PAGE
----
Presentation on theme: "Using Informational Text to Advance Health Literacy Skill Development and Support English Language Arts Standards Kathleen Allison, PhD, MPH, MCHES Lock."— Presentation transcript:
Using Informational Text to Advance Health Literacy Skill Development and Support English Language Arts Standards Kathleen Allison, PhD, MPH, MCHES Lock Haven University Presented October 15, 2011 at the American School Health Association conference Louisville, Kentucky
What’s on the plate for today? We will be exploring the use of informational text in the health content area to support the ELA common core standards. Why is this important? ▫The Common Core Standards represent the knowledge and skills of college and career ready high school graduates. The standards have been widely adopted. Health educators must be aware of their potential role in preparing this generation of learners within this framework.
Upon completion of this session… Participants will be able to ▫Articulate language literacy and health literacy into health lessons ▫Relate informational text recommendations by grade level
Informational text & Common Core The Health Education Project (HEAP) has examined the Common Core for the past year. The standards will play a critical role in the form and function of K-12 education.
Shared Responsibility “Instruction in reading, writing, speaking, listening and language (is) a shared responsibility within the school” There is a “need for college and career ready students to be proficient in reading informational text independently in a variety of content areas” “Literacy standards in other areas, such as …health education, modeled on those in this document are strongly encouraged to facilitate a comprehensive, school-wide literacy program.” Common Core Standards Initiative, NGA & CCSSO, 2010
What is informational text? Text written to convey information about the natural or social world Text written to provide factual information Typically organized with headings and subheadings Text that answers real world questions
What is Informational Text? Found in many mediums ▫Hard copy ▫Electronic – majority of text on WWW is expository ▫Graphic Includes ▫Literary nonfiction ▫Journalism ▫Historical text ▫Scientific text ▫Technical text
Distribution of Literary and Informational Passages by Grade in the 2009 NAEP Reading Framework* (2008). Reading framework for the 2009 National Assessment of Educational Progress. Washington, DC: U.S. Government Printing Office. * Student reading across all subjects GradeLiteraryInformational 450% 845%55% 1230%70%
Looking at the Common Core – Informational Text Key ideas and details Craft and structure Integration of knowledge and ideas Range of reading and level of text complexity
Looking over the Reading Standards for Informational Text Examine the standards What questions can be asked to support the common core and core concepts OR common core and NHES?
Discussion Points Example Common Core Reading Standard 2 for Info Text ▫In your own words, summarize the text. ▫Complete a KWL table. ▫Why are the key ideas found in Melissa Daly’s article? Reading Standard 6 for Info Text ▫What is the purpose of Melissa Daly’s article The R word? How does the style of her writing contribute to her purpose?
Reminder to self… Our content is health Our purpose is health education – health content and health literacy skill development Health literacy discussions and performance tasks can support ELA standards – but we are not ELA content or skills experts Librarians, reading specialists and English/language educators are partners and resources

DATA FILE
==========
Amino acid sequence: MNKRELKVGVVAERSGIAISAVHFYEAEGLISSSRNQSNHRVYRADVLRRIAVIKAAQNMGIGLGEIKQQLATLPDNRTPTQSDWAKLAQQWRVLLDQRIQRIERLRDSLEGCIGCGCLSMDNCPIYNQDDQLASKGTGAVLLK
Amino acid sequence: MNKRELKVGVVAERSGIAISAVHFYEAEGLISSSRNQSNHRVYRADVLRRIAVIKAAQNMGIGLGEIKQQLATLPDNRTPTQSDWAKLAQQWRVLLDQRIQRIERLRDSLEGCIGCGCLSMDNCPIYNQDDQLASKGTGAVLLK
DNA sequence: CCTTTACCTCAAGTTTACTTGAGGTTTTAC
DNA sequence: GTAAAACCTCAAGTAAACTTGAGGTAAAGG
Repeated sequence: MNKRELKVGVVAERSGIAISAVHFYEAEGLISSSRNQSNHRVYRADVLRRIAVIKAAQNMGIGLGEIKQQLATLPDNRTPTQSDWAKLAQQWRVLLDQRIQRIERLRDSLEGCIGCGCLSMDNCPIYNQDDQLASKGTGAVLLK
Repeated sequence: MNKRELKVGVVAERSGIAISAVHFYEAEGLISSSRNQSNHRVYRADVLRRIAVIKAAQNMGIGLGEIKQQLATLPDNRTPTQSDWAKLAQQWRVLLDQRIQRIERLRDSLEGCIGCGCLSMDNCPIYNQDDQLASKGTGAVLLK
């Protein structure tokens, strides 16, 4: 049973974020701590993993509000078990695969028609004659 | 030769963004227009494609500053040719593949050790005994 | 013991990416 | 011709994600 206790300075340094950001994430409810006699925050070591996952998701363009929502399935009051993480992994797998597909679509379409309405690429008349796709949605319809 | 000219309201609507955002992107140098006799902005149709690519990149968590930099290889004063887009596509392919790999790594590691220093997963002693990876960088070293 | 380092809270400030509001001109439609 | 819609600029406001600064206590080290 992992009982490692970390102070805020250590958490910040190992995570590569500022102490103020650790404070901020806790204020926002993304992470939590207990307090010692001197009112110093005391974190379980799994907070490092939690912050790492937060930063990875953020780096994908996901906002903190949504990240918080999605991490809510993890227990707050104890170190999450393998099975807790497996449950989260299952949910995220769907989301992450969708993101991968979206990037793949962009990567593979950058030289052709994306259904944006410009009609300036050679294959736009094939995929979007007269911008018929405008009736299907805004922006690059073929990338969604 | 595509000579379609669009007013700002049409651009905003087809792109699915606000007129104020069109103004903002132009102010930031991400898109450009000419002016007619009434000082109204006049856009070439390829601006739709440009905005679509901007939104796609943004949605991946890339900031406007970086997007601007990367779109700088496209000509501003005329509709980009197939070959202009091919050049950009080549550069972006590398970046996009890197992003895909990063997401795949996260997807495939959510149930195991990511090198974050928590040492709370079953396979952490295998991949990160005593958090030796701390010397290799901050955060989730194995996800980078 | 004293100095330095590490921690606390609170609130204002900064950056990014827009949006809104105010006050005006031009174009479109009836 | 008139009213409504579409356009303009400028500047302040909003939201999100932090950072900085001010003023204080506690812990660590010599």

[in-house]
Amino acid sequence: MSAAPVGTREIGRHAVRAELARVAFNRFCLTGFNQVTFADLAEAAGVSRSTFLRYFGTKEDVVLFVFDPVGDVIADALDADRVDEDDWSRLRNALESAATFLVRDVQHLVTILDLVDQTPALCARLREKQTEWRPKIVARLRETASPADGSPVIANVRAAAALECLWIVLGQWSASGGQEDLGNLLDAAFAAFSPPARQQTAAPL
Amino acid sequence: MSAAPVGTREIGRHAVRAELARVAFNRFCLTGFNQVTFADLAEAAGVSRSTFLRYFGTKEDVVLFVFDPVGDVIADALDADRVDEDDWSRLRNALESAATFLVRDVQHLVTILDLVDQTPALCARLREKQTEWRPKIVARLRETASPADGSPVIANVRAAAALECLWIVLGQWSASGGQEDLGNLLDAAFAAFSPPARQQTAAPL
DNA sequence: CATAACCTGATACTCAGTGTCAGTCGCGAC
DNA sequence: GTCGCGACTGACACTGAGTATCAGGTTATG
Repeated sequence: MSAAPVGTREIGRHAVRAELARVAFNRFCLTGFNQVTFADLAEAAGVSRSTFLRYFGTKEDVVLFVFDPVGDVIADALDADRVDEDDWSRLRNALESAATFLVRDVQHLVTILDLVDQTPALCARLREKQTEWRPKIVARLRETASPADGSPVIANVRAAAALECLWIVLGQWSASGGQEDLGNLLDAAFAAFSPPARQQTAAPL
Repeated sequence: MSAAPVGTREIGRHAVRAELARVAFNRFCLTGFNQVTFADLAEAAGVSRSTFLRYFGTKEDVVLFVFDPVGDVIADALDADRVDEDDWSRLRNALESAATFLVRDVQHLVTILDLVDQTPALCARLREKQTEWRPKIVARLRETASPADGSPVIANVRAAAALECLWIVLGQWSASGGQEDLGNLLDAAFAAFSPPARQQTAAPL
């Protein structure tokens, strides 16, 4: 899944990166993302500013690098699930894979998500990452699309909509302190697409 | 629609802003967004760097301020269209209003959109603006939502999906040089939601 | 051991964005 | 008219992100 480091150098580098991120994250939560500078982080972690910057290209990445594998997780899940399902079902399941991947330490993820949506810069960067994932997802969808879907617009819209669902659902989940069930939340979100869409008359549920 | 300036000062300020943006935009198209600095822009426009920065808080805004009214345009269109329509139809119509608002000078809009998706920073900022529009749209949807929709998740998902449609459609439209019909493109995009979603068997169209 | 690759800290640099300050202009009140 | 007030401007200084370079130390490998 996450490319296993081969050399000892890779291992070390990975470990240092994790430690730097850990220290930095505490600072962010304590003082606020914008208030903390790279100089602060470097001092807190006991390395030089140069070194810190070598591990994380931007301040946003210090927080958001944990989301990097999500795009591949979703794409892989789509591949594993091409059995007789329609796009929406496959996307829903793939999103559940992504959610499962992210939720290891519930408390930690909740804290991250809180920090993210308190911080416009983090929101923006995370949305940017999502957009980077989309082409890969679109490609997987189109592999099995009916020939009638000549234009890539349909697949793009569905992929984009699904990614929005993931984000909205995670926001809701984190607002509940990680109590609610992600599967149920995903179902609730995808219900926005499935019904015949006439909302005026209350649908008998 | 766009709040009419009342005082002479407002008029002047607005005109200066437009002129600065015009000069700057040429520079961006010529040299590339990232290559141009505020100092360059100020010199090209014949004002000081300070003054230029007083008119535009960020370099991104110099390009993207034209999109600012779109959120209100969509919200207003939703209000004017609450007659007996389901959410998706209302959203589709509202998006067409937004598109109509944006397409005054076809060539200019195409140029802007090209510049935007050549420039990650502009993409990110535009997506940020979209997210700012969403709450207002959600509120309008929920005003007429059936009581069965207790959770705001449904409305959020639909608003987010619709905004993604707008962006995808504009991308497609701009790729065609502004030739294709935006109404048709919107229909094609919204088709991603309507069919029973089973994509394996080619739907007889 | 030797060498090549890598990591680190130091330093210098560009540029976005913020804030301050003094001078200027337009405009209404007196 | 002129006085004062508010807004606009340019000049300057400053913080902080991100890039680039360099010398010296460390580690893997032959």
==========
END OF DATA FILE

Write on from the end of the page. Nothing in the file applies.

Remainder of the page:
Discussion Points Example Core Concepts What is rape? Why might a person be confused about whether or not he/she was raped? Describe typical myths about rape. What are the realities? Describe some strategies to reduce your risk of rape.
Discussion Points Example Core Concepts According to the author, the following are recommended steps to take if you have been raped. ▫Get away ▫Preserve evidence ▫Seek medical attention ▫Get support In your own words, explain why these steps are important for a person who has been raped.
Discussion Points Example Core Concepts According to the author, what are some ways to support a friend who has been raped? Which of these would be the most difficult for you?
Thinking of NHES In the article, The R Word by Melissa Daly, the author relates many sources for help for victims of rape, including the Rape, Abuse & Incest National Network (RAINN), police, domestic violence shelters, counselors, parents and friends. The victim of rape must decide who to inform, if anyone, about the rape.
NHES: Decision Making Identify the steps of a decision making process. Describe the steps that a person could use in making the decision to tell someone. Apply a decision making process to identify a person’s options and possible positive and negative consequences for each option related to telling someone.
NHES: Decision-Making Using a decision making process, differentiate the positive and negative consequences for three options relating to telling someone a person who has been raped has. Use a decision making process to evaluate three options a person has related to telling someone. Choose the best option for a person who has been raped and justify your choice.
Looking at examples Why do students and adults seek out health content information? What types of sources do they access? ▫Look at ELA Reading Standard 7
Informational text is meaningful to the reader Informational text is necessary for literacy development Informational text helps to prepare lifelong learners Health Education can support additional ELA standards – not only in reading, but also writing, speaking and listening
Closing thoughts… Informational text on health topics is ___________________________. Other thoughts, reflections…. Thank you & travel friendly.